It’s good to know these graceful owls still manage to survive in such a built-up area crawling with so many cars and humanity. 

(with grateful thanks to the Urquharts for their contribution)


 15 August 2018

It had been a dream for a long time to have a short-stay facility, outside of our Frail Care offering, to accommodate residents who need a safe place to recover from illness, injury or surgery.

We are now blessed to have a dedicated Recovery Room, situated on the ground floor of Epworth Close in Central. It is appropriate that MHA has acknowledged the sterling and unselfish work done by Hilton and Val Carr, by naming the room after them. Hilton was involved in MHA virtually from the outset, and more so when he retired from business in 1986. Ably supported by Val, Hilton saw many MHA projects through to fruition, one being the conversion of the Esslingen Residential Hotel into Epworth Close in 1988, thirty years ago. Hilton also served as MHA’s first salaried Manager (while Val remained his unpaid assistant!).

Naming the facility in honour of Hilton and Val is a small but significant way in which we remember their wonderful service, and their commitment to the growth of MHA in the early days.

The photographs show Hilton and Val at the door of the Recovery Room, and of their experiencing the new chair lift which carries residents, needing the device, between the ground and first floors of Epworth Close.


Wesley Gardens residents, with Di Gibson being the driving force, knitted over 130 beanies which will be distributed to needy folk via some charities. What a lovely gesture, to help some of those less fortunate to fight off the winter chill.  

 Some lucky Cassia Gardens residents were given a manicure treat by trainee staff from Total Concept. This was a gesture on the part of the aspirant beauticians, as part of their commitment to do good on Madiba’s birthday.


11 June 2018

The team, which gathered for a meeting on 8 June 2018, paused for a photo opportunity.

Seen in the photo are:

Back: Gavin Parker (Annesley Gardens/Sheariton), George Bezuidenhout (Maintenance Manager), Jannie Bosch (Aldersgate), Susan Bosch (Aldersgate), Jacques McLeod (Maintenance), Nelmari Windell (Maranatha Frail Care), Sanet Marx (Nursing Services Manager/CP Bradfield)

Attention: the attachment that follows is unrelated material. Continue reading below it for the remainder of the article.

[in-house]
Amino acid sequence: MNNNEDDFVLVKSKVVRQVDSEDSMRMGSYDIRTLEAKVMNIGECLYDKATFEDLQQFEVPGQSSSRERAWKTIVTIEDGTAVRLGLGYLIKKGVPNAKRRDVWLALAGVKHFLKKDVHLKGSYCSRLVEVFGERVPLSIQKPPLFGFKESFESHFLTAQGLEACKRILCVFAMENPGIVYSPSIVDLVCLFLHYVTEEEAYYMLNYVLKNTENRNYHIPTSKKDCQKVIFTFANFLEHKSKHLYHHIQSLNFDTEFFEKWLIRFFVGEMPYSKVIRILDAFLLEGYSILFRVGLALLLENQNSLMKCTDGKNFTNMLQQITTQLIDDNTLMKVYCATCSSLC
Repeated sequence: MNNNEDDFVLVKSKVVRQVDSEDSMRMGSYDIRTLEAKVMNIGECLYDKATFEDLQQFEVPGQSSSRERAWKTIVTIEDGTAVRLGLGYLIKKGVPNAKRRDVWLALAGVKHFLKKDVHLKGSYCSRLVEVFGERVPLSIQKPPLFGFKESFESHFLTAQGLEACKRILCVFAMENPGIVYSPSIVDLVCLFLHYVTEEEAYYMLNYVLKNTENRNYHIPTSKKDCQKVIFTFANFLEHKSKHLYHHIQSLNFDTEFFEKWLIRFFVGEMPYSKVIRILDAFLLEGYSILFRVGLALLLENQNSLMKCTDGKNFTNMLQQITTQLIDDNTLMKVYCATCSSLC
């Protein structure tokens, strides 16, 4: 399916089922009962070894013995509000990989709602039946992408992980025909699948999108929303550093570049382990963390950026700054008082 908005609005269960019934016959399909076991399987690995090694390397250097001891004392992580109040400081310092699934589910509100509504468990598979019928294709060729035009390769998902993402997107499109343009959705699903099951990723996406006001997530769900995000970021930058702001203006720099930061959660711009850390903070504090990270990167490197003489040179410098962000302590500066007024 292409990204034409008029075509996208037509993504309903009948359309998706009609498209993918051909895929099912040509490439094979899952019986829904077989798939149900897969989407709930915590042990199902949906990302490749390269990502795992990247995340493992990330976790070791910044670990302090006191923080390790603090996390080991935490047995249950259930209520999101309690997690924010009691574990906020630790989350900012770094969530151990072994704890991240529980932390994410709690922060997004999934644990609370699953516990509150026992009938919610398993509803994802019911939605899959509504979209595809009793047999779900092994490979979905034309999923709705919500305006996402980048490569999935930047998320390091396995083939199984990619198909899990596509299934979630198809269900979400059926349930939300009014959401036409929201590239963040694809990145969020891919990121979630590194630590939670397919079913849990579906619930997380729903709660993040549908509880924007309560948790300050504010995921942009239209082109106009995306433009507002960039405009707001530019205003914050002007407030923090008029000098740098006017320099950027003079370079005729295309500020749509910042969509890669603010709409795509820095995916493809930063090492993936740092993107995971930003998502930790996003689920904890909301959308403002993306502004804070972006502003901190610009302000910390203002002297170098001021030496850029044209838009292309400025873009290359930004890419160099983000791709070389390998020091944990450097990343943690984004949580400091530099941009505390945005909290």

Front: Gillian le Roux (Professional Nurse/Counsellor), Noluthando Khunjuzwa (Head Office), Henry Thysse (Maranatha Village), Sandra Cornwell (Head Office), Jenny van Niekerk (Cassia Gardens), Lynné Smitsdorff (Wesley Gardens), Fred Marshall (Irvine Villa)

Absent: Hein Barnard (taking the photo!), Bukelwa Gongxeka (Head Office), Roslyn Rose (Bob Zeiss Bedsitters) and Charmaine Swart (Epworth Close)

 MHA, and the residents, are blessed to have such a wonderful, talented and caring team!


11 June 2018

In terms of its impact on the citizens of our Metro, during a past period of turmoil and change, the story of Urban Villages is a fascinating one, and is comprehensively recorded in the "Driving Change" chapter in MHA's history book. As a consequence of Urban Villages’ decision to wind up their business, our organization was richly blessed as being identified as the beneficiary of their assets. It has taken thirteen years to finally wind up the business (the reasons could fill this whole Newsletter, so you will be spared the detail!), but it has finally happened, and so we can now write the "final chapter" of this wonderful story of generosity and good fortune. The final value of the gift from Urban Villages to MHA is around R3.9 million--significant by any standards--and can be summarized as follows:

 Earlier developments

  •  A piece of land in Charlo, upon which Irvine Villa was built in 2011
  •  A small erf in Charlo, not suitable for our needs, was sold
  •  36 residential erven in Bethelsdorp were sold to a developer
  •  One large erf in Bethelsdorp was invaded by squatters, and MHA donated that land to a Community Trust, rather than attempt to reclaim it
  •  Two large erven in Sherwood, not suitable for development of another MHA village, were sold to a developer

The Final Chapter

  • A piece of land in KwaDwesi had a pre-school built on the site, without the knowledge of Urban Villages or MHA. Rather than reclaim the land (which would have led to the school being demolished), MHA decided to donate the land to the school, which is now registered as a NPO. This necessitated a long and costly legal process, paid for by MHA, but is now finalized
  • After all winding-up costs were paid, a considerable amount of cash formed the balance of the assets received.


Now that the final chapter has been reached, the MHA Board and Management team are in the process of deciding how best to use the funds received from Urban Villages. While this can be considered as work in progress, one thing is certain; the gifts received will be used in such a way that MHA will create a lasting legacy to acknowledge and salute the huge generosity bestowed upon our organization by those who were left to close Urban Villages.